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Goal

The goal is to allow actions to act over more than one item, e.g. deleting multiple items at once etc. 

The restriction is to make it possible with minimal intervention to the current API.

Jira issue:  MGNLUI-1515 - Getting issue details... STATUS

Considerations

  • most of the actions will remain single-item restricted;
  • multi-item actions are to be used (mostly) in the workbench;
  • neither Action nor ActionDefinition interfaces specify anything about the items passed to the action - it's all done in the action's constructor;
  • the ActionExecutor interface already expects multiple items in the isAvailable(String actionName, Item... items) method, and virtually also in the execute(String actionName, Object... args) method;

Proposal

Next: 5.1

The action availability described in the Concept - Action availability and access control will be extended with an availability.multiple property, set by default to false.

The AbstractActionExecutor.isAvailable() method will be changed to take the availability.multiple property into account in the availability evaluation (ATM it just returns false if the items.length is bigger than 1). Note (for the documentation): if more advanced availability evaluation is required (e.g. action should be available only if all the items are on the same level, or have the same parent), the Availability Rules should be used.

The BrowserPresenter.executeAction() method will be changed to pass the whole item list to the actionExecutor in such case, instead of just the first selected item. (There is already a TODO note with the above issue ID.)

The action is responsible to handle the items in a correct order, or solve the obvious dependencies (e.g. when deleting multiple nodes, where one node is a sub-node of the other one, delete them in a correct order to avoid exception, or handle such exception).

The action is responsible for informing the user about the result, i.e. whether it has successfully processed all the items, or failed on some of them. It is also responsible for the potential "transactional" processing, i.e. reverting all the items to the initial state, if the processing of one or more items fails. The recommended behaviour for most actions is "non-transactional" plus notifying the user about how many and which items couldn't be processed. The base support for this recommended behaviour will be implemented in new AbstractMultiItemAction class.

If the action supports multiple items, it must provide a constructor with a List<Item> parameter, but still MUST provide also the constructor with the Item parameter. The ActionExecutor will use the proper constructor (via the ComponentProvider) depending on the number of items selected.

 

As an example (and a best-practices model), the DeleteItemAction will be made multi-item supporting.

Future

TODO - changes and enhancements after the 5.1 release

 

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11 Comments

  1. The action availability described in the Concept - Action availability and access control will be extended with an availability.multiple property, set by default to false.

    What's an example use-case where this would need to be configured ? Either the action implementation knows how to treat multiple items or it doesn't. Adding a configurable property for this seems redundant.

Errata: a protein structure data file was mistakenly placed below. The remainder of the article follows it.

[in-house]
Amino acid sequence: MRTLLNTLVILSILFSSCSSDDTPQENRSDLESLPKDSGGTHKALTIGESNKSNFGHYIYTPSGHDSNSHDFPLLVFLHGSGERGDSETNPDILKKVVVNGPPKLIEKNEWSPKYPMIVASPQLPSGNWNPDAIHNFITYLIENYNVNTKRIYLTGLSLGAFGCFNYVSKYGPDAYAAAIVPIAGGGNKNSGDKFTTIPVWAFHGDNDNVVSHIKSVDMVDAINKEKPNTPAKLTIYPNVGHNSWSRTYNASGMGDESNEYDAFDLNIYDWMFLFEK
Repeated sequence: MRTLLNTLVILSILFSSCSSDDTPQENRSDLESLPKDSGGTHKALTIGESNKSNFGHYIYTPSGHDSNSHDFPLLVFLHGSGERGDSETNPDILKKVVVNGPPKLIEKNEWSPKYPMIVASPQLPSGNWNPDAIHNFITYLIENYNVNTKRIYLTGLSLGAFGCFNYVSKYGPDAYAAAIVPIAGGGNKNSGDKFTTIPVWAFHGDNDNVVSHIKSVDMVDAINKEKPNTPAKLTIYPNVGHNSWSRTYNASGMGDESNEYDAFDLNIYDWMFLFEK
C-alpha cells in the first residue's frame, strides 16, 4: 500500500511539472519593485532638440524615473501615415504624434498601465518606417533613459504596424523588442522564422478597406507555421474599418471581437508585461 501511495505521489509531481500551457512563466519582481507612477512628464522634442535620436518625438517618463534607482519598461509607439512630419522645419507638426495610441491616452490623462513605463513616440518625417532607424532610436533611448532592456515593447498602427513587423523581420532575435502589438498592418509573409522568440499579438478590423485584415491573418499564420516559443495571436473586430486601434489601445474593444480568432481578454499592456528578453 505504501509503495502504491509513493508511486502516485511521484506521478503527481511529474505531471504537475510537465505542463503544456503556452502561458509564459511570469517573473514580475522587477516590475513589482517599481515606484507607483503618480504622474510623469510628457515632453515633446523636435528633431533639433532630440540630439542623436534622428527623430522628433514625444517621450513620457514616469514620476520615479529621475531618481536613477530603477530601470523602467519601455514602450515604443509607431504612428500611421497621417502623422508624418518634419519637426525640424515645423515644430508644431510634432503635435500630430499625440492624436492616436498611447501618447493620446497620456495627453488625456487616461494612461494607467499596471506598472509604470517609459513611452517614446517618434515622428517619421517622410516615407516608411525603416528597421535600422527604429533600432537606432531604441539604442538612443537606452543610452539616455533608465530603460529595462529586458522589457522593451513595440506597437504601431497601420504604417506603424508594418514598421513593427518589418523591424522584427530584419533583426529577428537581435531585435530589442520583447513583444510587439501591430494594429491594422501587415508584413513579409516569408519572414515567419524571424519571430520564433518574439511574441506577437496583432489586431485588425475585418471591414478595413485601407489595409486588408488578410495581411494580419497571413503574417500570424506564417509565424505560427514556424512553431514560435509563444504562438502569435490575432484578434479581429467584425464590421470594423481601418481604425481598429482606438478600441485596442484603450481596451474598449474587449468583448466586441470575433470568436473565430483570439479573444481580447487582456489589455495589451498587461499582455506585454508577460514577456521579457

The BrowserPresenter.executeAction() method will be changed to pass the whole item list to the actionExecutor in such case, instead of just the first selected item. (There is already a TODO note with the above issue ID.)

    How is the ActionExecutor API changed ?

    The change in BrowserPresenter seems rather trivial and expected. What other changes do we expect in code using ActionExecutor ?

    It is up to the action's developer to handle the possible problems and inform the user about the result,

    How ? That is actually one of the difficulties with this topic; it's easy enough to act on one node and inform about the result. If 3 out of 4 actions were carried properly, what do you do ? Ignore the 4th (or warn the user), rollback the others ? Let the user decide between those options ? Either way: how ?

    as well as to decide whether the action should be executed transactionally or not.

    How ? Any example of how we (could) do this ?

    ps: you're talking about code. Stuff doesn't happen because they're "up to the developer". What we need to know in a concept page is which object is reponsible for which action or decision, not whether or not Jim was in a good enough mood to finish is assignment (wink)

    1. What's an example use-case where this would need to be configured ? Either the action implementation knows how to treat multiple items or it doesn't. Adding a configurable property for this seems redundant.

      Construction of the action bar - at that moment, you don't know the actual Action, just the ActionDefinition (which contains the AvailabilityDefinition). So to enable/disable the action button in the action bar / context menu in case that more than one item is selected, you need to define this in the AvailabilityDefinition.

      Also there could be a situation, when you want to limit a generally multi-item enabled action to just one item - e.g. the above mentioned DeleteItemAction in the Configuration App, to force the admin to delete nodes/properties carefully (one-by-one).

      Of course, there is also the other approach - to extend the Action interface with an allowsMultipleItems() method (and implement it to return false by default in the AbstractAction), but that would require to instantiate every action for every actionbar re-draw (i.e. whenever the selection is changed). Or implement some caching mechanism. By now, the action is instantiate only when it is requested.

      How is the ActionExecutor API changed ?

      It is not - as stated in the Considerations, the ActionExecutor.execute(...) method already accepts an array of Object arguments, so we can pass either an Item, or a List of items. Then it uses the ComponentProvider.newInstance(...) to get the instance of the Action, so it will use the proper constructor.